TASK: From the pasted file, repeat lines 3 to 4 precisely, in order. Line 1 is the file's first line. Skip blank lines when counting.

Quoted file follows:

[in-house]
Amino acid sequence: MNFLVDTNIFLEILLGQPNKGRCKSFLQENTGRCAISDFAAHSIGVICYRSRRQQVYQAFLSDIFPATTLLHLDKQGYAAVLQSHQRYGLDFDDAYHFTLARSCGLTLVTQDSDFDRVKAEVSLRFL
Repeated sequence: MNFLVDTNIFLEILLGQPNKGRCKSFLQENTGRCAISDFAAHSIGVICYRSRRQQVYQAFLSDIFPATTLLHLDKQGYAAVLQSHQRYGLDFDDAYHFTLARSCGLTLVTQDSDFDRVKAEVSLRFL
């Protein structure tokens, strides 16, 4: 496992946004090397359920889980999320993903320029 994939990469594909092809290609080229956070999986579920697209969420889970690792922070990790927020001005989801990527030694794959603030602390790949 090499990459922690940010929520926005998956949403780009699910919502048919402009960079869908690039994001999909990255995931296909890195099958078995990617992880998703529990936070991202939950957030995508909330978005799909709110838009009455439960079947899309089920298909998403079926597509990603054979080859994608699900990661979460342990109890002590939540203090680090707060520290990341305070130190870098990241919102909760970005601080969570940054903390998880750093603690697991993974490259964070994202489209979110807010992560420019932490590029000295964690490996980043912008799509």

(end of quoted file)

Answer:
Repeated sequence: MNFLVDTNIFLEILLGQPNKGRCKSFLQENTGRCAISDFAAHSIGVICYRSRRQQVYQAFLSDIFPATTLLHLDKQGYAAVLQSHQRYGLDFDDAYHFTLARSCGLTLVTQDSDFDRVKAEVSLRFL
């Protein structure tokens, strides 16, 4: 496992946004090397359920889980999320993903320029 994939990469594909092809290609080229956070999986579920697209969420889970690792922070990790927020001005989801990527030694794959603030602390790949 090499990459922690940010929520926005998956949403780009699910919502048919402009960079869908690039994001999909990255995931296909890195099958078995990617992880998703529990936070991202939950957030995508909330978005799909709110838009009455439960079947899309089920298909998403079926597509990603054979080859994608699900990661979460342990109890002590939540203090680090707060520290990341305070130190870098990241919102909760970005601080969570940054903390998880750093603690697991993974490259964070994202489209979110807010992560420019932490590029000295964690490996980043912008799509």